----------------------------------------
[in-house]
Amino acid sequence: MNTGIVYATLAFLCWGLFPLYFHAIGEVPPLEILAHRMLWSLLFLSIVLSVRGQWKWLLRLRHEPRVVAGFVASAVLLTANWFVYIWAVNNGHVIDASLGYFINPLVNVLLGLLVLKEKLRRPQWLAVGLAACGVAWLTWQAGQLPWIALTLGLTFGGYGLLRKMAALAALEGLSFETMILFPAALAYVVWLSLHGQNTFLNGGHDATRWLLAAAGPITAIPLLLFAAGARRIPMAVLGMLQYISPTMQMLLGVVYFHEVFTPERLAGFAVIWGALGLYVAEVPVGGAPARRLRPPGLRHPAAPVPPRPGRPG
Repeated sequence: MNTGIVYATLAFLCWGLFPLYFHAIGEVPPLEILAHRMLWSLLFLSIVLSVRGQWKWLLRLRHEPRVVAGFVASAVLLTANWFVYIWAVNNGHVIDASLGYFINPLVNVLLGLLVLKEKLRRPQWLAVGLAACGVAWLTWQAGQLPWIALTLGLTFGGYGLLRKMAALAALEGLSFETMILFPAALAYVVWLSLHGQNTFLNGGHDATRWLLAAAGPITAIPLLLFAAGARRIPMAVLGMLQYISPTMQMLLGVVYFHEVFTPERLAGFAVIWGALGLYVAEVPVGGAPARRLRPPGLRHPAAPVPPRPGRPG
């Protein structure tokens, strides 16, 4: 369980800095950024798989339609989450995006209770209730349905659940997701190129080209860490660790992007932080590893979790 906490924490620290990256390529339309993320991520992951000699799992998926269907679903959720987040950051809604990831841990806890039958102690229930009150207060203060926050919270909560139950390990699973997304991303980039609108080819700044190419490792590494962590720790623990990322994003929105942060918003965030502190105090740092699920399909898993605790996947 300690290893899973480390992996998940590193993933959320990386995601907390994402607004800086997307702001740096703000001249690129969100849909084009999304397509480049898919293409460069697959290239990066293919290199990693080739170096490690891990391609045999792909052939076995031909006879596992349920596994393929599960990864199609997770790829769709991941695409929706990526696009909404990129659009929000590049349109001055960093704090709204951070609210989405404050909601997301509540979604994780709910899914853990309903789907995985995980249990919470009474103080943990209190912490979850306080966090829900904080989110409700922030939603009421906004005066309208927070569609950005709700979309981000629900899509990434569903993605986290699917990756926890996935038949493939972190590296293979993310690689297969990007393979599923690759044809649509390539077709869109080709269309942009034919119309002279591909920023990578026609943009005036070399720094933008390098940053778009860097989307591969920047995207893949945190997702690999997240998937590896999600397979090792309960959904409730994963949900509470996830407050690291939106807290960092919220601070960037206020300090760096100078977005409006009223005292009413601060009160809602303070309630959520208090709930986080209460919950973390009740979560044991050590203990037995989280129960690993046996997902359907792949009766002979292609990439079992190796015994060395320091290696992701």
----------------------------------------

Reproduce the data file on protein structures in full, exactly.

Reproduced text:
[in-house]
Amino acid sequence: MNTGIVYATLAFLCWGLFPLYFHAIGEVPPLEILAHRMLWSLLFLSIVLSVRGQWKWLLRLRHEPRVVAGFVASAVLLTANWFVYIWAVNNGHVIDASLGYFINPLVNVLLGLLVLKEKLRRPQWLAVGLAACGVAWLTWQAGQLPWIALTLGLTFGGYGLLRKMAALAALEGLSFETMILFPAALAYVVWLSLHGQNTFLNGGHDATRWLLAAAGPITAIPLLLFAAGARRIPMAVLGMLQYISPTMQMLLGVVYFHEVFTPERLAGFAVIWGALGLYVAEVPVGGAPARRLRPPGLRHPAAPVPPRPGRPG
Repeated sequence: MNTGIVYATLAFLCWGLFPLYFHAIGEVPPLEILAHRMLWSLLFLSIVLSVRGQWKWLLRLRHEPRVVAGFVASAVLLTANWFVYIWAVNNGHVIDASLGYFINPLVNVLLGLLVLKEKLRRPQWLAVGLAACGVAWLTWQAGQLPWIALTLGLTFGGYGLLRKMAALAALEGLSFETMILFPAALAYVVWLSLHGQNTFLNGGHDATRWLLAAAGPITAIPLLLFAAGARRIPMAVLGMLQYISPTMQMLLGVVYFHEVFTPERLAGFAVIWGALGLYVAEVPVGGAPARRLRPPGLRHPAAPVPPRPGRPG
């Protein structure tokens, strides 16, 4: 369980800095950024798989339609989450995006209770209730349905659940997701190129080209860490660790992007932080590893979790 906490924490620290990256390529339309993320991520992951000699799992998926269907679903959720987040950051809604990831841990806890039958102690229930009150207060203060926050919270909560139950390990699973997304991303980039609108080819700044190419490792590494962590720790623990990322994003929105942060918003965030502190105090740092699920399909898993605790996947 300690290893899973480390992996998940590193993933959320990386995601907390994402607004800086997307702001740096703000001249690129969100849909084009999304397509480049898919293409460069697959290239990066293919290199990693080739170096490690891990391609045999792909052939076995031909006879596992349920596994393929599960990864199609997770790829769709991941695409929706990526696009909404990129659009929000590049349109001055960093704090709204951070609210989405404050909601997301509540979604994780709910899914853990309903789907995985995980249990919470009474103080943990209190912490979850306080966090829900904080989110409700922030939603009421906004005066309208927070569609950005709700979309981000629900899509990434569903993605986290699917990756926890996935038949493939972190590296293979993310690689297969990007393979599923690759044809649509390539077709869109080709269309942009034919119309002279591909920023990578026609943009005036070399720094933008390098940053778009860097989307591969920047995207893949945190997702690999997240998937590896999600397979090792309960959904409730994963949900509470996830407050690291939106807290960092919220601070960037206020300090760096100078977005409006009223005292009413601060009160809602303070309630959520208090709930986080209460919950973390009740979560044991050590203990037995989280129960690993046996997902359907792949009766002979292609990439079992190796015994060395320091290696992701």